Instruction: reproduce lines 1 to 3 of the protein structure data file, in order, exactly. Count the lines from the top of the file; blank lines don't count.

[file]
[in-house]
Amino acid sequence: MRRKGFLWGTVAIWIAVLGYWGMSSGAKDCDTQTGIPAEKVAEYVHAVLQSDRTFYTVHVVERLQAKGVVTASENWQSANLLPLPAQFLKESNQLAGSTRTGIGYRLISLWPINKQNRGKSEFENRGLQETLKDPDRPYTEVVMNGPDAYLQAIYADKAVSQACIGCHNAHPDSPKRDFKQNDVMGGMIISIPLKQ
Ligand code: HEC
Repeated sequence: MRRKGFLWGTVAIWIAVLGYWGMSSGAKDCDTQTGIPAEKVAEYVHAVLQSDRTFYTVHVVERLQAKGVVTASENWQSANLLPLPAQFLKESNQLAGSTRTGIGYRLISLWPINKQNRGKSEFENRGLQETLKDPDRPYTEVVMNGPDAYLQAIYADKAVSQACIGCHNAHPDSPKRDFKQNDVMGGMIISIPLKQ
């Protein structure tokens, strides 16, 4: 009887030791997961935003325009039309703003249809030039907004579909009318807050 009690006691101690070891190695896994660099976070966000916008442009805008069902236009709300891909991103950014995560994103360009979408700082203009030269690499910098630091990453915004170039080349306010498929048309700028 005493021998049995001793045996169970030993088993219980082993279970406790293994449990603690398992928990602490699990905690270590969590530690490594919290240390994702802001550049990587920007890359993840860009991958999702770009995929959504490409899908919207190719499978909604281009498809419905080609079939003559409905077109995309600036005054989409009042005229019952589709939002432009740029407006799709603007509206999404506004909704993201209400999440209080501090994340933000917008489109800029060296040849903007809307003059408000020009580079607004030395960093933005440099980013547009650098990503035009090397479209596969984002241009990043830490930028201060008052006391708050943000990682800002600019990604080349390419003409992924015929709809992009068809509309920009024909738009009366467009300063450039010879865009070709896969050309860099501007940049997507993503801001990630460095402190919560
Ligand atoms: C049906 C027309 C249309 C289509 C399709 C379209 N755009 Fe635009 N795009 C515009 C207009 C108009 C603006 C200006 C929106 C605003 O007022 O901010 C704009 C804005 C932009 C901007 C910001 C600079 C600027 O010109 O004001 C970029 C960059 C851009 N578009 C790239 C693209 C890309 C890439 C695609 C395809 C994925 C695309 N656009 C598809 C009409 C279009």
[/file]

[in-house]
Amino acid sequence: MRRKGFLWGTVAIWIAVLGYWGMSSGAKDCDTQTGIPAEKVAEYVHAVLQSDRTFYTVHVVERLQAKGVVTASENWQSANLLPLPAQFLKESNQLAGSTRTGIGYRLISLWPINKQNRGKSEFENRGLQETLKDPDRPYTEVVMNGPDAYLQAIYADKAVSQACIGCHNAHPDSPKRDFKQNDVMGGMIISIPLKQ
Ligand code: HEC